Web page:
Despite A's loss, Bassitt's outing a triumph

Right-hander tosses three scoreless after missing more than month due to facial injury

September 24th, 2021

OAKLAND -- The A’s were hopeful that would seamlessly return to his ace-like form. In reality, though, nobody truly knew what to expect on Thursday afternoon.

Only 37 days had passed since Bassitt’s season was put in serious jeopardy on Aug. 17, when he was hospitalized after being struck in the face by a 100.1 mph liner off the bat of Brian Goodwin during a game against the White Sox. Prior to that horrific incident, the 32-year-old right-hander was steadily building a serious case for American League Cy Young consideration, ranking among the league leaders in most pitching categories by going 12-4 with a 3.22 ERA and 154 strikeouts in 151 innings across 25 starts.

So when Bassitt triumphantly returned for his first start at the Coliseum since that devastating injury in August, his inspiring presence provided the A’s with a spark they desperately sought. Looking like his All-Star self for three scoreless innings against the Mariners, Bassitt was backed by his offense with three early runs. But that jolt of positive momentum was short-lived.

On a strict 50-pitch count, Bassitt departed after completing three innings at 48 pitches. Once he left, the A’s fell back into the same issues that have pushed them further and further away from a playoff spot, with the bullpen squandering a three-run lead to take a 6-5 loss to Seattle.

It was a game manager Bob Melvin declared as one the A’s “have to win” after dropping the first three games of the series against the Mariners (84-69). Instead, Oakland (82-71) was swept over four games by the team directly ahead of it in the American League Wild Card standings, sinking to four games back of the Yankees (86-67) for the second Wild Card spot with only nine games left in the regular season.

“Very disappointing,” Melvin said. “Four-game sweeps are tough to do. We’re at home and we have a lot to play for. They got big hits when they had to. [They're] a team that doesn’t score a ton of runs. You’d think when you score five, you have a chance to win this game.”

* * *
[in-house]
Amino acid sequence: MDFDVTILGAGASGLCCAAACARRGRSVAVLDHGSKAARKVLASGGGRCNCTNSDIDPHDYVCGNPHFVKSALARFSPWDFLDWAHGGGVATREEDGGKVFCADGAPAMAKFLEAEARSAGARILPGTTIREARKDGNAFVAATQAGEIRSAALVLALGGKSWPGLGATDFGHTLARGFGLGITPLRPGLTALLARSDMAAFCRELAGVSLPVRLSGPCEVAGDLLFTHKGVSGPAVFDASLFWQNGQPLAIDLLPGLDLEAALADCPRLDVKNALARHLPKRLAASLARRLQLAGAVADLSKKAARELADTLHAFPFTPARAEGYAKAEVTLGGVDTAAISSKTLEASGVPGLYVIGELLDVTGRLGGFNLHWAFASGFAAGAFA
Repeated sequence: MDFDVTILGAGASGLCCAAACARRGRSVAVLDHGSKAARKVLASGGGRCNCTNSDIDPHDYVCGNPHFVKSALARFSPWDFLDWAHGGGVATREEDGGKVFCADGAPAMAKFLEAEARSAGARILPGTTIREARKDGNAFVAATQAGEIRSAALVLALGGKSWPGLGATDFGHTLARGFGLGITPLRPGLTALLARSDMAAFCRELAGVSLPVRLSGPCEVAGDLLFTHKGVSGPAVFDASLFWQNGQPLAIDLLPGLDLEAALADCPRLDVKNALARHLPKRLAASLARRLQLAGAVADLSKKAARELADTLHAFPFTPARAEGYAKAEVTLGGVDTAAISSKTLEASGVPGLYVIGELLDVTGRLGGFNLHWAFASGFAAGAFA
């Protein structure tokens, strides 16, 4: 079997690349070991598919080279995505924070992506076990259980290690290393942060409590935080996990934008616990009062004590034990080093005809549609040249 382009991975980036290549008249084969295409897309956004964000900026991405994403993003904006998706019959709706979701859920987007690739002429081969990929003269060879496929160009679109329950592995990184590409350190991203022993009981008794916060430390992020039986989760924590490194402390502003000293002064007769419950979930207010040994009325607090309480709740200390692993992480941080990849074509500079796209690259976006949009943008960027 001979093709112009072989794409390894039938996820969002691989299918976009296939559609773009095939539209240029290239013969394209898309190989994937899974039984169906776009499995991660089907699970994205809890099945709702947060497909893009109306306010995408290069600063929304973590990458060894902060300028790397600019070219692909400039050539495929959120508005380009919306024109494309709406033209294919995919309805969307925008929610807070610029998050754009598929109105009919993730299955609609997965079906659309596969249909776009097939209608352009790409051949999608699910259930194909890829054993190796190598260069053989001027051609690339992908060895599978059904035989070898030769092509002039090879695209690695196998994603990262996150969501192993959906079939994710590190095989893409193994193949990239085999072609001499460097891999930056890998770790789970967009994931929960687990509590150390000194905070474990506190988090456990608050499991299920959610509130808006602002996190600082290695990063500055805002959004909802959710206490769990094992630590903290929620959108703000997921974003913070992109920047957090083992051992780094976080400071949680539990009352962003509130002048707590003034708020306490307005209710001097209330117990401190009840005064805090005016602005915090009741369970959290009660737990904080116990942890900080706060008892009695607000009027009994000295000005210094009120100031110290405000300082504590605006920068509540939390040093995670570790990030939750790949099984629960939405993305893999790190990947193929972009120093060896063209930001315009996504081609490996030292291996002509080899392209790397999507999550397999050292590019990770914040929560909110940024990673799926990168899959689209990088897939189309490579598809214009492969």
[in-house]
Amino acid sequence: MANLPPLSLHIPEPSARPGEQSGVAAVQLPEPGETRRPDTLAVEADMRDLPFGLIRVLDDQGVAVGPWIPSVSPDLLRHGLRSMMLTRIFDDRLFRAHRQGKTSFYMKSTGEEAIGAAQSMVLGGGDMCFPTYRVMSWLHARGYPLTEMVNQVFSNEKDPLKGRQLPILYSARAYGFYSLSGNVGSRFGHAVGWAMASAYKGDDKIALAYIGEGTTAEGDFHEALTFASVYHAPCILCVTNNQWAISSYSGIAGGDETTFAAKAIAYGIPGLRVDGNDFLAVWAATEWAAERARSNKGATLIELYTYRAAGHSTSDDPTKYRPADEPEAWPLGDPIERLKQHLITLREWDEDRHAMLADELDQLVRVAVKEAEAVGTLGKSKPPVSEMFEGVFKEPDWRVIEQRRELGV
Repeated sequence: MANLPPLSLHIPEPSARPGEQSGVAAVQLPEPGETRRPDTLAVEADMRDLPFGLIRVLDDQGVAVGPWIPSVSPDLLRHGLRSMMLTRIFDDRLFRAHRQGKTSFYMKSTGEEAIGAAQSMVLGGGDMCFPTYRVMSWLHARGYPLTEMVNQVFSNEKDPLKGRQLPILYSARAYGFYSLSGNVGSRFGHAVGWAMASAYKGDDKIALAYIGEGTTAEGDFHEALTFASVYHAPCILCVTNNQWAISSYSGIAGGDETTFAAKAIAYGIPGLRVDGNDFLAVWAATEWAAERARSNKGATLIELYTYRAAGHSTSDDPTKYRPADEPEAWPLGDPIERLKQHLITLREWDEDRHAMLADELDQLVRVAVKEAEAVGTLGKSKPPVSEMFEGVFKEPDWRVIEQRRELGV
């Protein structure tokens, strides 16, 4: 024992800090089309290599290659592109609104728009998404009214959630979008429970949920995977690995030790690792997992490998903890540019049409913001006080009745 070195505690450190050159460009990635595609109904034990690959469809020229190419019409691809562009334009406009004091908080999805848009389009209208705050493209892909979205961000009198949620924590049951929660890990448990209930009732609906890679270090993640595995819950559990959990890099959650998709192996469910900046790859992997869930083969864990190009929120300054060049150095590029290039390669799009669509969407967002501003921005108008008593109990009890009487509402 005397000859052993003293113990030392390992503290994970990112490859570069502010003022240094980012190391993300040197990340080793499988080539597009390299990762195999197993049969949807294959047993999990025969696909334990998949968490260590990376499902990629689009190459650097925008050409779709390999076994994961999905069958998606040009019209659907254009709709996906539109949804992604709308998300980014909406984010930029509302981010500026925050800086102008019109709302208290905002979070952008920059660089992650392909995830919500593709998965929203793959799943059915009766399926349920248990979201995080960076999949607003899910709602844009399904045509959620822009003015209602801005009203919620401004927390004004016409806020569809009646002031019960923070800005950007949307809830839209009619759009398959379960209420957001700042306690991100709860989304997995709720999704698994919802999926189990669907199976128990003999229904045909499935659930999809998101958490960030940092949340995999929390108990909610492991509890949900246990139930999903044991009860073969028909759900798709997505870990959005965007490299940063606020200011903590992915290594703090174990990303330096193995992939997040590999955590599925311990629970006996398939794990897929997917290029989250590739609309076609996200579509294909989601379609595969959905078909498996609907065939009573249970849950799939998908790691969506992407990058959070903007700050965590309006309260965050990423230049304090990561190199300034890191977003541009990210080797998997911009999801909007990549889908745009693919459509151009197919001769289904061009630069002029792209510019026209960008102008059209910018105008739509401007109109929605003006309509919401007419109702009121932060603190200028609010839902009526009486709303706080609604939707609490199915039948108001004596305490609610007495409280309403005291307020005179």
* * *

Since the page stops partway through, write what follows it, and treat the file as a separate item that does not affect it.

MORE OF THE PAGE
After Bassitt’s exit, a Mariners offense that was silent early stormed back against rookie James Kaprielian, who took over in the fourth. By the time the top of the sixth came to an end, Kaprielian and left-hander Jake Diekman had been tagged for six runs on five hits (three homers) over just 2 1/3 innings, with Diekman giving up both a game-tying solo blast to Mitch Haniger and a go-ahead two-run homer to Luis Torrens in the sixth. What was once a 3-0 lead quickly flipped into a 6-4 deficit.

“The pitch to Torrens, I didn’t think was a bad pitch,” Melvin said. “Pitch to Haniger was maybe away and higher than he wanted. Two long balls got him right there.”

Bullpen struggles continue to be a signature flaw in Oakland’s recent free fall down the standings. Over the past 30 games, A’s relievers have posted a 5.70 ERA with 11 blown saves. Their 28 blown saves for the season ranks as the second most in the AL.

Aside from Matt Olson adding to his stellar offensive numbers this season with his 38th home run -- a solo shot off Paul Sewald in the ninth -- the A’s once again went down without much of a fight as they were limited to two hits over the game’s final five innings.

Mathematically still alive in the race for a postseason berth, these A’s maintain their drive to fight until the very end. At the same time, they remain realistic about their grave state of playoff contention, which has only worsened with each day that has gone by this week.

“We are so far behind the 8-ball right now in the standings that it’s tough to look at,” Bassitt said. “Obviously, the last month has been terrible for us.”

Bassitt had the A’s set up for a welcomed feel-good win. Of his 11 batters, he retired the final nine in a row, including four via strikeout. Even Bassitt’s loopy curveball returned in vintage form, using it as the putaway pitch to create off-balance swing-throughs on strikeouts of Jake Fraley and Ty France.

This could have been a story about the A’s, who went 14-19 in Bassitt’s absence, getting one final emotional boost for the last stretch of the season. Regardless of the outcome, though, one thing did hold true: Bassitt got his redemption.

“It is what it is,” Bassitt said. “I’m proud to be an Oakland A. I’m proud of this group, even though we have absolutely sucked the last month. It is what is. We haven’t done a good enough job to win games. But I’m still happy as hell to be a part of this group.”